The first movie ever shown in the White House was, shamefully, “Birth of a Nation”—the racist 1915 original, not the Sundance-wowing sensation. It was during FDR’s administration that an old cloak room was converted into a 40-seat cinema. The first President to screen an X-rated film was, of course, that old scamp Jimmy Carter (it was “Midnight Cowboy,” and it had been re-rated R by then). Richard Nixon’s favorite movie was “Patton,” a fascinating choice.
These have been your obligatory bits of Presidential moviegoing history, as the holiday today allows for a full day’s worth of screenings at the Portland International Film Festival. As usual, we’re here to steer you towards the cinematic equivalents of Lincoln, Washington, and Jefferson, and away from the Fillmores and Pierces. Here we go:
“Arabian Nights: Volume 1, The Restless One”: Portuguese director Miguel Gomes has a habit of slyly mixing reality and fiction in a way that makes subtle but potent points about both aesthetics and politics. That trend continues in the first section of his three-part, six-hour magnum opus, which was inspired by the economic austerity programs imposed in Portugal in 2013 and 2014.
Gomes opens with an attempt to link the story of a shipyard’s closing and subsequent mass layoffs with the plague of wasps assaulting the country’s apiary industry. He then explicitly kicks things into Scheherazade mode, presenting a series of dry-witted, somewhat drawn-out parables. In one, the bankers and functionaries in charge of Portugal’s economy are rendered harmless after a witch doctor gives them all what amounts to a permanent Viagra overdose. In another, a village must decide the fate of a controversial cockerel, whose early-morning crowing disturbs sleep patterns but warns of impending disasters.
To be honest, it’s probably a good thing these three sections are being screened on separate days. Six hours of this didactic, if smartly rendered, stuff, could be enervating. But in normal, feature-sized doses, it’s an engaging, allegorical take on the failures of neoliberalism and the unsettled fate of the working class.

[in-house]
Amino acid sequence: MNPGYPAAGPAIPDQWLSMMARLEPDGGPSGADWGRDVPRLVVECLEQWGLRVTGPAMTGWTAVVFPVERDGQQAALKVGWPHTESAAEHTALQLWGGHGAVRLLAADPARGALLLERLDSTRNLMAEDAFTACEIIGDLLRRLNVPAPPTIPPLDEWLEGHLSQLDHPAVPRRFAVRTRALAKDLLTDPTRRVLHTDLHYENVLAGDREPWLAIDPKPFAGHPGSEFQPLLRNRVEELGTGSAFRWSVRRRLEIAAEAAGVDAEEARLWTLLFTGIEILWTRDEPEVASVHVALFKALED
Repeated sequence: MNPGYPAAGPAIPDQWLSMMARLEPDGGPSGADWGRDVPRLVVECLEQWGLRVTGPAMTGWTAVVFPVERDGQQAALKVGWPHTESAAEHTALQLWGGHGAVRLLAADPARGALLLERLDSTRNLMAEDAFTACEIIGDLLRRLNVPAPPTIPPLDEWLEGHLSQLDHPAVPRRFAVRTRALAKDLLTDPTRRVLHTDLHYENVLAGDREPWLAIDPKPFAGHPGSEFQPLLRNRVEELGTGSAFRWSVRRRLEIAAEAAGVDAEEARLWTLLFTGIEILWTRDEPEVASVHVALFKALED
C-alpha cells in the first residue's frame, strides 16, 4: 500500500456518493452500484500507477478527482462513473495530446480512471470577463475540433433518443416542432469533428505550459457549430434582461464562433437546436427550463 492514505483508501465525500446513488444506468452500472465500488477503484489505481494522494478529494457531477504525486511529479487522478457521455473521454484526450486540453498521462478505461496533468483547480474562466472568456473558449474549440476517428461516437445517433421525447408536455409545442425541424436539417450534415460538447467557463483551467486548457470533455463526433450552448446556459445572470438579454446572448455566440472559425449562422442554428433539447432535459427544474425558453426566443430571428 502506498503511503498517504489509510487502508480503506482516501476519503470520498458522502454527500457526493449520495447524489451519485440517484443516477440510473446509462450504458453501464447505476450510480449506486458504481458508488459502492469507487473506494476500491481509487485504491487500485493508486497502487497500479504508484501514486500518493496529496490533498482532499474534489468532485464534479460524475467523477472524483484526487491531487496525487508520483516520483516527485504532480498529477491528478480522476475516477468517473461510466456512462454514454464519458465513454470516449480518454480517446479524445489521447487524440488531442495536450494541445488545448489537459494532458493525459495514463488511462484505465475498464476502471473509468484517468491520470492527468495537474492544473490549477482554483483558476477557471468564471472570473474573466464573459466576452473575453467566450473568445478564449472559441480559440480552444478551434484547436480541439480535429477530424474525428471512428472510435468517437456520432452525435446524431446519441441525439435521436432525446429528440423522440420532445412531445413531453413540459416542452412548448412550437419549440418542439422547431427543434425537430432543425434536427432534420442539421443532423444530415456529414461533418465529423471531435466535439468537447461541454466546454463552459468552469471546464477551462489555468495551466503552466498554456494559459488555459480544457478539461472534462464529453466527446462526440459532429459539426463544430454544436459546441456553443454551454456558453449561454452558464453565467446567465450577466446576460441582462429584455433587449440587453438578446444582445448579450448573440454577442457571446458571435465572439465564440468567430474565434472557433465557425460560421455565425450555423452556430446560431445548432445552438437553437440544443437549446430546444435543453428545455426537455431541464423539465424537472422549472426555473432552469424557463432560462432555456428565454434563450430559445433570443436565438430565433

(Portugal, 125 min., in Portuguese, French, German, and Mandarin with English subtitles) Mon., Feb. 15, 8:30 p.m., Cinema 21
“Magallanes”: In the same way that European filmmakers continue to explore the aftermath of World War II, Latin American cinema keeps finding new and compelling ways to tackle the years of terror that gripped so much of that continent in the 1970s and 80s. This year’s PIFF includes “The Club” and “The Pearl Button” from Chile, “The Clan,” from Argentina, and “Magallanes,” from Peru, all of which reckon with the crimes committed by military dictatorships of decades past.
The title character in “Magallanes” works as the personal assistant to a retired colonel, and drives a cab during his off hours. One day he recognizes a fare—a woman whose imprisonment and repeated assaults at the colonel’s hands he had witnessed years ago. He digs out an old photo of the colonel and the woman, and decides to use it to blackmail the colonel’s son, a wealthy lawyer. Things, as they always do in stories like this, get out of hand.
Mexican actor Damian Alcazar is great as the conflicted, morally flawed Magallanes, and Argentine veteran Federico Luppi exudes banal, invincible menace as the colonel. First-time feature director Salvador del Solar weaves a tale combining the sleazy suspense of a solid film noir with the ethical potency of a historical exposé.
(Peru, 105 min., in Spanish with English subtitles) Mon., Feb. 15, 9 p.m., Moreland Theater
“Disorder”: Director Alice Winocour’s first feature, 2012’s “Augustine,” subverted the historical drama genre with a fact-based story about a 19th-century doctor and the seizure-afflicted young woman he tries to treat. In her second, “Disorder,” she subverts the bodyguard-thriller genre with another story about the intense relationship between a man and a woman thrown together by circumstance.
Belgian star Matthias Schoenaerts (“The Danish Girl,” “Rust and Bone”) plays a PTSD-afflicted French veteran of the conflict in Afghanistan who’s having trouble integrating back into ordinary life. In a necessary but unlikely plot twist, he’s abruptly hired by a wealthy, possibly corrupt businessman to look over his estate—and his wife—during his absences.
The trophy spouse is played by Diane Kruger (“Inglourious Basterds”), and if you’re expecting Kevin Costner-Whitney Houston sparks to fly, you may be disappointed at the slow burn that develops instead. In fact, the weakness of “Disorder” (originally titled “Maryland” after the mansion where most of it takes place) is that Winocour can’t decide to what degree she wants to satisfy audience expectations and to what degree she wants to frustrate them. Still, the magnetic leads make it worth sticking with this one.
(France, 98 min., in French with English subtitles) Mon., Feb. 15, 6 p.m., Cinema 21; also Thur., Feb. 18, 8:30 p.m., Regal Fox Tower